Professor Rick Warner
Our Blogmeister, Jesse James, has promised me the last word. This trip is difficult to sum up, because so much has happened. We have all learned about Mexico, her people, her history, and in the end, about ourselves.
We have stood in numerous spaces that are important for Mexican history. The memory of these places has been kept alive, and reinvented, throughout the long past of this civilization. It is difficult to stand in the Zocalo without recognizing the importance of this space for the Aztecs (as we saw in Templo Mayor), for colonial New Spain (as we saw in the architecture) and for modern Mexico (as we saw in the social and political activity). More difficult still is to stand in Tlatelolco square, without recalling a time when the square was not empty (as it was yesterday) but filled with young people, before they were mowed down by the military in 1968. Yet the plaza is named for three ¨cultures,¨ represented by Aztec ruins, an early 17th century church, and 19670s public housing. In the north of the city, there is another large square, outside of the Basilica de Guadalupe, where countless Mexicans have traveled on pilgrimage. These are all historic spaces. These are all sacred spaces.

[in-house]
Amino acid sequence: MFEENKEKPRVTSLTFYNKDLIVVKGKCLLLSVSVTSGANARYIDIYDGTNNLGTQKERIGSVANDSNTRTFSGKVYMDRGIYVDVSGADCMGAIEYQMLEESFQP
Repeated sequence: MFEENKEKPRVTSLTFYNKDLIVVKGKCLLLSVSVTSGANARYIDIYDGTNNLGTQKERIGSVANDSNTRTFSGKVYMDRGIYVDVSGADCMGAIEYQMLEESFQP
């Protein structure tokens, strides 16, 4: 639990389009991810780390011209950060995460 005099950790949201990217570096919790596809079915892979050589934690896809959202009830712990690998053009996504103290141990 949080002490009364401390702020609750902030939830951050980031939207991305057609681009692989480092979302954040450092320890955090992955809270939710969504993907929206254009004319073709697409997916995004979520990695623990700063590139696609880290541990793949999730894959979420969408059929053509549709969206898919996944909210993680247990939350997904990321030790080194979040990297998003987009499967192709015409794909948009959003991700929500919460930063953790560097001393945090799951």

The students have FELT the history of Mexico in these spaces. They have told me so, and they have told you so. They have experienced another culture, at first tenuously, and now with confidence… all in one week. Among the many surprises for the professor is the facility with which they move around the city on their own. The best learning occurs when directed by the learner, with occasional help from the professional. They have not only learned about Mexico, however. They have united as a group, supporting one another in the struggles in visiting a huge city in a developing country. When we thought one of us was lost in the metro system, several of us immediately began a search. One of us fell ill and was supported by the others. Some of us do not speak Spanish, and were led around the city by those who do. The group has come together, transcending boundaries. These Wabash men are self reliant, and they are cooperative. I am proud to have traveled with them.
If we listen to our reflections, we can learn still more.
In Photos: Top Right: Professor Rick Warner describing some sights, Bottom Left: The class enjoys a meal together the last night in Mexico City